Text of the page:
At 3.45am on Tuesday morning, the first grainy visuals were seen of a man in a blue hard hat peering into the six-inch pipeline. From one end, there was the booming voice of rescuers, looking on anxiously. “Are you okay?” the rescuer asked. The man in the hat responded, “I am okay.”
In the moments that followed, rescuers asked the men on the other side to pull the endoscopic camera at the end of a 53-metre flexible cable out slowly, and told them that they would reach them soon. Soon, a small screen that the rescuers were peering into were filled with images of a collapsed, but cavernous tunnel, and a group of men; tired but very much alive.
Ten days after an under-construction tunnel between Silkyara and Barkot in Uttarkashi on the national highway that is part of the Char Dham project collapsed, rescuers were finally able to establish video communication with the 41 workers that have been trapped inside. Reassuringly, the visuals confirmed that the men were all alive, that they had access to electricity with lights visible on in the background, had been drinking water, eating, and taking walks. The visuals renewed hope that the prolonged but difficult rescue operations would be successful.
Even as barrelling into the collapsed tunnel to create pathways through which the 41 men can be evacuated has proved difficult, there was breakthrough on Monday evening when rescuers were able to insert a second six-inch pipe into the debris. This has allowed the two-way video communications, as well as hot cooked food being sent to the stranded men. Thus far, from November 12 when the tunnel first collapse, rescuers were only able to send dry food such as puffed rice and chickpeas through a four-inch pipeline, and were only able to communicate through walkie-talkies, or shouting through the pipe.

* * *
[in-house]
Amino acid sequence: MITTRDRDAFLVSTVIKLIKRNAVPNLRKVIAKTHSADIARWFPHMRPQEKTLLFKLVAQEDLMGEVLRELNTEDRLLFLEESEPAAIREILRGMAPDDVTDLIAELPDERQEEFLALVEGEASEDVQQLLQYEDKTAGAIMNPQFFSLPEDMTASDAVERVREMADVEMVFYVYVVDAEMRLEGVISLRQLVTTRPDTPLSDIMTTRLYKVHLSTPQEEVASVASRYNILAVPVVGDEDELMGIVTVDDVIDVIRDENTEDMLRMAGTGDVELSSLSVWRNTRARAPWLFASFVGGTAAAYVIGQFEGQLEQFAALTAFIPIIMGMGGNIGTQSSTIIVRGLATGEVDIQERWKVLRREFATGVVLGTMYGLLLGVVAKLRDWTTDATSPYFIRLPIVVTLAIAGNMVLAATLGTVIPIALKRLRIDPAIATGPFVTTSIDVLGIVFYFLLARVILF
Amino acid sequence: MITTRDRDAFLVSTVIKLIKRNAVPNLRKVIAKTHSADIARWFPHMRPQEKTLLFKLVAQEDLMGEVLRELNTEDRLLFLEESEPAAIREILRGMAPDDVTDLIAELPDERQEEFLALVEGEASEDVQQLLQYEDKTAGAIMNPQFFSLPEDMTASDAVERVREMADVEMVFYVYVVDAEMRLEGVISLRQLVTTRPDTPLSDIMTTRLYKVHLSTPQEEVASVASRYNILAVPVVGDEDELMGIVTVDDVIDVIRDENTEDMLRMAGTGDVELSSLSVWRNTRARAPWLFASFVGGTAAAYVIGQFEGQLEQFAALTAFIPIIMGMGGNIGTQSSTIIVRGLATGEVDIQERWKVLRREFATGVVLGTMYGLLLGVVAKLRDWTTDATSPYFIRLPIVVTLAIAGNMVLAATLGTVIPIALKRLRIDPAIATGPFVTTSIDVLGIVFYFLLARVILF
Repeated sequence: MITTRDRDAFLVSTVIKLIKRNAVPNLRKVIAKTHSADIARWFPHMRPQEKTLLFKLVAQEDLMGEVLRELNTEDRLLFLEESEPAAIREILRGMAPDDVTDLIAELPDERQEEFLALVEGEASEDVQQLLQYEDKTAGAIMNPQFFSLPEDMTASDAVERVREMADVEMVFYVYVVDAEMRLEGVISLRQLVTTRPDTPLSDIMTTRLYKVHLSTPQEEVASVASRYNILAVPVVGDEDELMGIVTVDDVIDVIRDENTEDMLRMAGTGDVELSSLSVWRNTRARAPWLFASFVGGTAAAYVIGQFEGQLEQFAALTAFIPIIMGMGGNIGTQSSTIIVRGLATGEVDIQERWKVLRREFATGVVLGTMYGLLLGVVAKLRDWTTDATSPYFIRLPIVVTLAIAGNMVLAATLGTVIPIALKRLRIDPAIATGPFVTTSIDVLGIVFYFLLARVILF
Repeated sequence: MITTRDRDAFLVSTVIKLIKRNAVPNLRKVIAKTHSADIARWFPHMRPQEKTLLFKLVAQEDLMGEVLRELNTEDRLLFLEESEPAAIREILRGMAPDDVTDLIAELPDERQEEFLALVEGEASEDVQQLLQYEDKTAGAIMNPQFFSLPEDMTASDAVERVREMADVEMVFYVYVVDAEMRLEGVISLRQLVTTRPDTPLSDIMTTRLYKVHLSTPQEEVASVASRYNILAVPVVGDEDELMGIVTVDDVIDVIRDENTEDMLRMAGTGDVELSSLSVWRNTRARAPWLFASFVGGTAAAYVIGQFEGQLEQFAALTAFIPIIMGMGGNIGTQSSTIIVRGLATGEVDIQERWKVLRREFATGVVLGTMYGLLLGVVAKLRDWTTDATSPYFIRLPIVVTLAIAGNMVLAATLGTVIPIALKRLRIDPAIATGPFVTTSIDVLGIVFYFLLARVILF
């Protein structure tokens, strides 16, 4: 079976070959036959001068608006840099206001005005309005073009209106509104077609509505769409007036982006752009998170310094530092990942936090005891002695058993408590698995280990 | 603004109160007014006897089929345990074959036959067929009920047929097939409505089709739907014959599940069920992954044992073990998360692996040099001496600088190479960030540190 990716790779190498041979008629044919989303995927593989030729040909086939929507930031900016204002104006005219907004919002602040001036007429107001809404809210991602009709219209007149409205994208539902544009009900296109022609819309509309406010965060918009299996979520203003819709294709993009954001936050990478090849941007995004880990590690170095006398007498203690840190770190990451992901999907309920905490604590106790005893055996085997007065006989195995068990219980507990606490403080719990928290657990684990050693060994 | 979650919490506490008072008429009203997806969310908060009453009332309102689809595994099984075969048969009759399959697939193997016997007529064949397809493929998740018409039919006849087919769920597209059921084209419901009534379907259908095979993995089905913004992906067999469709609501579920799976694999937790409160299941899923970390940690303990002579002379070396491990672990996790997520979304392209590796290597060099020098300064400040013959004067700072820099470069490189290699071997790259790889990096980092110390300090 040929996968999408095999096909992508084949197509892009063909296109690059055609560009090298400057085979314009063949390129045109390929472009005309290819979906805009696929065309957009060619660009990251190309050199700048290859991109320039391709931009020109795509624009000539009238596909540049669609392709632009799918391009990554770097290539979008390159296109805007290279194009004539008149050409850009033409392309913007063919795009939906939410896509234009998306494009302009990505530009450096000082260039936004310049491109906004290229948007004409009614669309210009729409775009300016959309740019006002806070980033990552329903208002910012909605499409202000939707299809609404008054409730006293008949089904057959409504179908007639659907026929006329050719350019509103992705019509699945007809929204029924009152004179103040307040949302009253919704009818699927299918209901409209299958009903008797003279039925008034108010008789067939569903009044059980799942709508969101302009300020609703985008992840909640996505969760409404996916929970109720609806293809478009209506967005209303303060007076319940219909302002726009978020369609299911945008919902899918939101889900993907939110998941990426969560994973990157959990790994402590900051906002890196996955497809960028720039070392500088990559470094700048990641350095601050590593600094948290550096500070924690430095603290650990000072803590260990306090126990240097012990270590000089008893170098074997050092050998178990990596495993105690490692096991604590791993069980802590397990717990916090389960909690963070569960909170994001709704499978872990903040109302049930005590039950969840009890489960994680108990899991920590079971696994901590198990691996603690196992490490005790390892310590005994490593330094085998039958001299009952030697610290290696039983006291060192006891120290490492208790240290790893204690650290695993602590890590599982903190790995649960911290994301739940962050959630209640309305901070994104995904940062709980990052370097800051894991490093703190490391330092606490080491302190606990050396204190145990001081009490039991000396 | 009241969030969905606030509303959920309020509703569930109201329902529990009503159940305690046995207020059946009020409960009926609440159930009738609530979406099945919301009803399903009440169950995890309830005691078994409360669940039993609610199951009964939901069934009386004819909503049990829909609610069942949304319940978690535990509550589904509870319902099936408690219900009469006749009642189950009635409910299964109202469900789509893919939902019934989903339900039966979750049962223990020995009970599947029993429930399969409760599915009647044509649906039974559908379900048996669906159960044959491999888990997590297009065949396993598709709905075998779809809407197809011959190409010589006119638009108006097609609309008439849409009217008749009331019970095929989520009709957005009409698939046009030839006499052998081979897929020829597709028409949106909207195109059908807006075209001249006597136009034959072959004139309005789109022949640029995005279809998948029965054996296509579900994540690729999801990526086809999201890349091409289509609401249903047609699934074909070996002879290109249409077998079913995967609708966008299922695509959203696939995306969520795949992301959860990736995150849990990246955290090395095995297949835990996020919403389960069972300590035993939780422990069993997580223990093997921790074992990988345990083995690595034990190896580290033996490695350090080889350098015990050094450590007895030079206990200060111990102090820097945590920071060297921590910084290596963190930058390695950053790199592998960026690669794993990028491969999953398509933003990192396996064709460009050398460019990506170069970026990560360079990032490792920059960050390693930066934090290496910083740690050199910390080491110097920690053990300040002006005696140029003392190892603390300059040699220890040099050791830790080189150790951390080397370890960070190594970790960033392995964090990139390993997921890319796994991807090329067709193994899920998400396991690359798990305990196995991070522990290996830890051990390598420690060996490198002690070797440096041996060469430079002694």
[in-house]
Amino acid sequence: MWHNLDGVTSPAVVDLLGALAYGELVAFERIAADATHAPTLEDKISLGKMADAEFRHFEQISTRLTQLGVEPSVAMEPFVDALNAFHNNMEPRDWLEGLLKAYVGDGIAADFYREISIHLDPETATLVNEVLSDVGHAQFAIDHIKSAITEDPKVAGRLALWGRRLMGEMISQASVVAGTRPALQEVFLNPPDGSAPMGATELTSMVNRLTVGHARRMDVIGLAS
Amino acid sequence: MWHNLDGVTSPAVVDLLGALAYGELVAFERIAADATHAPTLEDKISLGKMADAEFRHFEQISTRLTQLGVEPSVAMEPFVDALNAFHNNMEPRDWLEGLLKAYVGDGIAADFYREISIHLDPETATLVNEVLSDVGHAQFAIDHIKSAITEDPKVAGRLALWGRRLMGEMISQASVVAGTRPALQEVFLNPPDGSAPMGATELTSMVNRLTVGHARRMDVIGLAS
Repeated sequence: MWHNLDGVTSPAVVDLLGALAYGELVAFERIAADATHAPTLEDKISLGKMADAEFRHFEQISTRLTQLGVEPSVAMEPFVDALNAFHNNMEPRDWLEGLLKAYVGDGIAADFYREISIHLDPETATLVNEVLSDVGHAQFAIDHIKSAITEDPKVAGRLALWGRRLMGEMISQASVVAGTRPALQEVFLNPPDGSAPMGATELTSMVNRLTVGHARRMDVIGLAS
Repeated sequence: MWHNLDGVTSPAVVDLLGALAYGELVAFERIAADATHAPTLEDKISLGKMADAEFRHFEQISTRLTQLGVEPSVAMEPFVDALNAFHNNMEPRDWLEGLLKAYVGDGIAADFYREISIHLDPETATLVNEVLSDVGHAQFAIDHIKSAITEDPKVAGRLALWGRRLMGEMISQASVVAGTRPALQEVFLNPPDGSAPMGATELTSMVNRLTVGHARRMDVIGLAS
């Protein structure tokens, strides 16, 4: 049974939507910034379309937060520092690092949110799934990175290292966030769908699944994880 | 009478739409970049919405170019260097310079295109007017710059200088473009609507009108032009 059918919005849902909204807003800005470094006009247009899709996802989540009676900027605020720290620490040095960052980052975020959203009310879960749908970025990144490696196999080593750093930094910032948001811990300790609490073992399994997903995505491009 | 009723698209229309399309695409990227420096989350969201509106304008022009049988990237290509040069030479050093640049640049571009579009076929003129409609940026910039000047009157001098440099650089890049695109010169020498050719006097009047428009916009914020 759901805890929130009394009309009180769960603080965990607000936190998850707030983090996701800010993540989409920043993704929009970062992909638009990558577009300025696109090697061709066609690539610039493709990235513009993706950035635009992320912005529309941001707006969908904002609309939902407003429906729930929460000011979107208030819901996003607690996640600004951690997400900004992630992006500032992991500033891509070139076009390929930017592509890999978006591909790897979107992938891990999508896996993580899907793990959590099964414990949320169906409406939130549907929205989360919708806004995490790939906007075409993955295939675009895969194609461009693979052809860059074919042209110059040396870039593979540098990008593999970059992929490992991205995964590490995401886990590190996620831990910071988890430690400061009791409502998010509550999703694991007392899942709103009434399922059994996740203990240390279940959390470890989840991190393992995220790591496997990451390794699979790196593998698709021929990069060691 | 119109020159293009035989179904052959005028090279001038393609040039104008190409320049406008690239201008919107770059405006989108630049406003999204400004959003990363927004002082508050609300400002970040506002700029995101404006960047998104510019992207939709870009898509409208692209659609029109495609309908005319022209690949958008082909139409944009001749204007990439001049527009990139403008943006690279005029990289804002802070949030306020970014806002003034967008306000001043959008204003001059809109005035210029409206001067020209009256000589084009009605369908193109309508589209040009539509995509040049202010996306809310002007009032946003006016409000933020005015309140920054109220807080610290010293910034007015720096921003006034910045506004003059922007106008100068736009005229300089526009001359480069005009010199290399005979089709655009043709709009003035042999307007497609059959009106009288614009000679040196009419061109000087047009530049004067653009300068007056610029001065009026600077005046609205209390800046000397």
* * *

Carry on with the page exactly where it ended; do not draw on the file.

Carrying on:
On Tuesday morning, seven minutes after the endoscopic camera was first transported in, visuals showed a group of labourers standing in a clearing inside the tunnel. Rescuers asked the trapped men to clean the lens of the camera with cloth, and identify themselves. One man, for instance, said he was Vishwajeet from Jharkhand.
Six minutes later, rescuers asked the men to put the camera back in the same pipe that it had emerged from. “We will now clean the pipe with water and compressed air. Drop the camera, we are taking it back,” the official said.
Before that happened however, one of the stranded men, identified as Jaidev, approached the camera, and spoke in Bengali, with a message for his mother. “Don’t worry, I am fine inside. Please eat your meals on time,” he said.
Lines of communication being established enthused the family members of those inside. Indrajeet, Vishwajeet’s brother, said, “I am finally sure that he is well. When I used to speak to him through the previous narrow pipe and he would tell me he is fine, I would think he was just pretending. Now I can see him and only pray that he comes out soon.”